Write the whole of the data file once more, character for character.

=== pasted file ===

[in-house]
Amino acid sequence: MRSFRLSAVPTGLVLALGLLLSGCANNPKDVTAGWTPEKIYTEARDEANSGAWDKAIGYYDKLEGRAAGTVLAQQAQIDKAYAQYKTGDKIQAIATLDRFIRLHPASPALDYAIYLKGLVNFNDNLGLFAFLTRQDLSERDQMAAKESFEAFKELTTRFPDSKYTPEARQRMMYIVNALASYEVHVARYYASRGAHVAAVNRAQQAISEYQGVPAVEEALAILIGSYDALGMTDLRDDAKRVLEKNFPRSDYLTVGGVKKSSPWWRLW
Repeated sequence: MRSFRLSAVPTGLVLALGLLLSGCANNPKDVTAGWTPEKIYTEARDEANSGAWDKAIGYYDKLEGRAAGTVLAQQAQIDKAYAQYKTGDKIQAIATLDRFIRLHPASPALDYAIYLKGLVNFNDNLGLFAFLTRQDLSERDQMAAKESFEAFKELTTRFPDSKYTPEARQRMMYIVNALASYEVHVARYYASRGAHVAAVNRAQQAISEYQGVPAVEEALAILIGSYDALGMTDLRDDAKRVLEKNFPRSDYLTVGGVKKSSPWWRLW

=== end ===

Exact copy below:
[in-house]
Amino acid sequence: MRSFRLSAVPTGLVLALGLLLSGCANNPKDVTAGWTPEKIYTEARDEANSGAWDKAIGYYDKLEGRAAGTVLAQQAQIDKAYAQYKTGDKIQAIATLDRFIRLHPASPALDYAIYLKGLVNFNDNLGLFAFLTRQDLSERDQMAAKESFEAFKELTTRFPDSKYTPEARQRMMYIVNALASYEVHVARYYASRGAHVAAVNRAQQAISEYQGVPAVEEALAILIGSYDALGMTDLRDDAKRVLEKNFPRSDYLTVGGVKKSSPWWRLW
Repeated sequence: MRSFRLSAVPTGLVLALGLLLSGCANNPKDVTAGWTPEKIYTEARDEANSGAWDKAIGYYDKLEGRAAGTVLAQQAQIDKAYAQYKTGDKIQAIATLDRFIRLHPASPALDYAIYLKGLVNFNDNLGLFAFLTRQDLSERDQMAAKESFEAFKELTTRFPDSKYTPEARQRMMYIVNALASYEVHVARYYASRGAHVAAVNRAQQAISEYQGVPAVEEALAILIGSYDALGMTDLRDDAKRVLEKNFPRSDYLTVGGVKKSSPWWRLW